The reason that I am not putting a higher rating is because I think an important experiment is missing given that the authors claim that they their approximate MAP method to learn the parameters of the unsupervised LDA model is "outperforming previous learning methods". The classification / regression experiment is not meaningful for comparing unsupervised LDA learning techniques (it is great for sLDA, and the results are impressive; but unsupervised LDA is meant for an *unsupervised* evaluation!). The authors should thus also report the average test set perword loglikelihood for LDA with the topic parameters learned by BPLDA vs. GibbsLDA on their dataset. Note that they are definitively not allowed to do the PLSAlike technique of maximizing the posterior over theta on the test data to evaluate its likelihood (this is cheating!)  they should just use the usual marginalization over theta for LDA. I suggest they use the code from http://homepages.inf.ed.ac.uk/imurray2/pub/09etm/ "Evaluation Methods for Topic Models", Wallach et al. ICML 2009, with some of their best methods. The authors should report these results in their rebuttal  I am quite curious to see whether the superior prediction performance came at the cost of worse text modeling accuracy. If the authors can report on these results, I am willing to increase my rating (irrespective of whether their perplexity results are good or not).
* Novelty claim correction:
Using convex optimization to do MAP over theta for LDA is not new: this was already proposed in "Complexity of Inference in Latent Dirichlet Allocation", Sontag & Roy, NIPS 2011 (see Section 3.1). They also had proposed to use the exponentiated gradient algorithm to do the convex optimization, which is equivalent to mirror descent with KL divergence, i.e. yields exactly the same update as (12). The authors should properly correct this novelty claim and mention this prior work.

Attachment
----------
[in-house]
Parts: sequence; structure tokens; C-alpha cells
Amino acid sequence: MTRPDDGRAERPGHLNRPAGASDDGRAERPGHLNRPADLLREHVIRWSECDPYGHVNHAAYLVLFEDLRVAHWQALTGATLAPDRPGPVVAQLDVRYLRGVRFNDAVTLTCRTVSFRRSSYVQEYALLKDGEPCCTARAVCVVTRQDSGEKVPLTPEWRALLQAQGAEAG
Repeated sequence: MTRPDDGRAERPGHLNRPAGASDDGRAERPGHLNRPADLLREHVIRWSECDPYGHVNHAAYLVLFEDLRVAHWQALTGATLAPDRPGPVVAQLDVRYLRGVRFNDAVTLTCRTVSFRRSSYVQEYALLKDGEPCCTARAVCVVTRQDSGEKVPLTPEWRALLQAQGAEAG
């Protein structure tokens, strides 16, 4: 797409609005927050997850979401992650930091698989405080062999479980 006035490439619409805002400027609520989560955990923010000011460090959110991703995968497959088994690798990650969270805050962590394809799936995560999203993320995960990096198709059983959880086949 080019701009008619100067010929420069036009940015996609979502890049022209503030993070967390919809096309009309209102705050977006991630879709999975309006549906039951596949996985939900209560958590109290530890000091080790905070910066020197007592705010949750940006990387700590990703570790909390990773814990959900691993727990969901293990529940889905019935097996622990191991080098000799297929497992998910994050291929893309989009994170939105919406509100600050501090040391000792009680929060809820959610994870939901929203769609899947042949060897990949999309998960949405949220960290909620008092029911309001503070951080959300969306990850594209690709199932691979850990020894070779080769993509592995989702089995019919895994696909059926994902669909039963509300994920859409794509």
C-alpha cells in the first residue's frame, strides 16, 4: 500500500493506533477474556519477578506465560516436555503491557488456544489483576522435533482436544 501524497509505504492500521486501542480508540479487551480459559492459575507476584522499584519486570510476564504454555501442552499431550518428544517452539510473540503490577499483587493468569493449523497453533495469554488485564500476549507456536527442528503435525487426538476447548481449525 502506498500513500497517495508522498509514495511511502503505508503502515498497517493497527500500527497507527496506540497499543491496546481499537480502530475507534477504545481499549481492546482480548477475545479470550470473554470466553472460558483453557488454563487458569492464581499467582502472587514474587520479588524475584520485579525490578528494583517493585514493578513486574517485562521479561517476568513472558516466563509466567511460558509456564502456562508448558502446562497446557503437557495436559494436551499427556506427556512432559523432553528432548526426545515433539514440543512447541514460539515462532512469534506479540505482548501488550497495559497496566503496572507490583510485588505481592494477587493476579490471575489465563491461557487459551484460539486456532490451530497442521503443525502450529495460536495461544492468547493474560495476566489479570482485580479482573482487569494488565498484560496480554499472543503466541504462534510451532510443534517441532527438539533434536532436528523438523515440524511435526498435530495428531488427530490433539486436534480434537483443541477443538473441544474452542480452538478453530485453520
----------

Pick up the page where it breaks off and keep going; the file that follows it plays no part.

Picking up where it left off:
* Using alpha > 1 is not a good text model:
I also do not think that using alpha > 1 is a good idea for proper text modeling. It might be fine to get good classification / regression performance (it gives more dense features to the regressor); but if one would also evaluate the generative likelihood for the document, it won't be as good. All the work on topic modeling that I know always found that the individual hyperparameters of the Dirichlet prior over theta should be < 1 to give better perplexity (especially if a large number of topics is used). This was also mentioned in Section 3.2 of the [Sontag & Roy 2011] paper; see also Section 3 of
"On Smoothing and Inference for Topic Models", Asuncion et al. UAI 2009. I am willing to bet that if the authors do the perplexity experiment, they could get better results by using alpha < 1 (at least for the Gibbs sampler).
Also, note that it was also mentioned before that estimating the hyperparameters of the Dirichlet prior over theta (with asymmetric components) made a big difference for text modeling; see "Rethinking LDA: Why Priors Matter", Wallach et al., NIPS 2009. This was for unsupervised LDA. I am not sure whether it also could make a difference for sLDA  but given that the authors have now an efficient backpropagation framework to learn all the parameters in a discriminative fashion; it might also be interesting to also backpropagate the gradient to estimate the alpha_k hyperparameters as well.
Using alpha > 1 means that a sampled theta is not sparse: this means that a specific document contains all topics with some probability, which certainly seems like a bad generative modeling assumption! I understand that the authors made this assumption because they wanted to claim that their MAP inference over theta was convex. On the other hand, given that they only do a small number L of iterations (and so they certainly do not optimize to convergence), and that the objective is not convex anyway in U and Phi, I do not think that having the inner MAP inference nonconvex would be such a big problem. Using a finite number of iterations L is a way to lower bound the smallest value that theta could take in any case (as was suggested in Section 3.2 of [Sontag & Roy 2011]), and so the problem of negative infinities would operationally be avoided. They also seem to report better results for smaller alpha; so I would be curious to see Figure 4 to also report results for alpha < 1.
=== other comments ===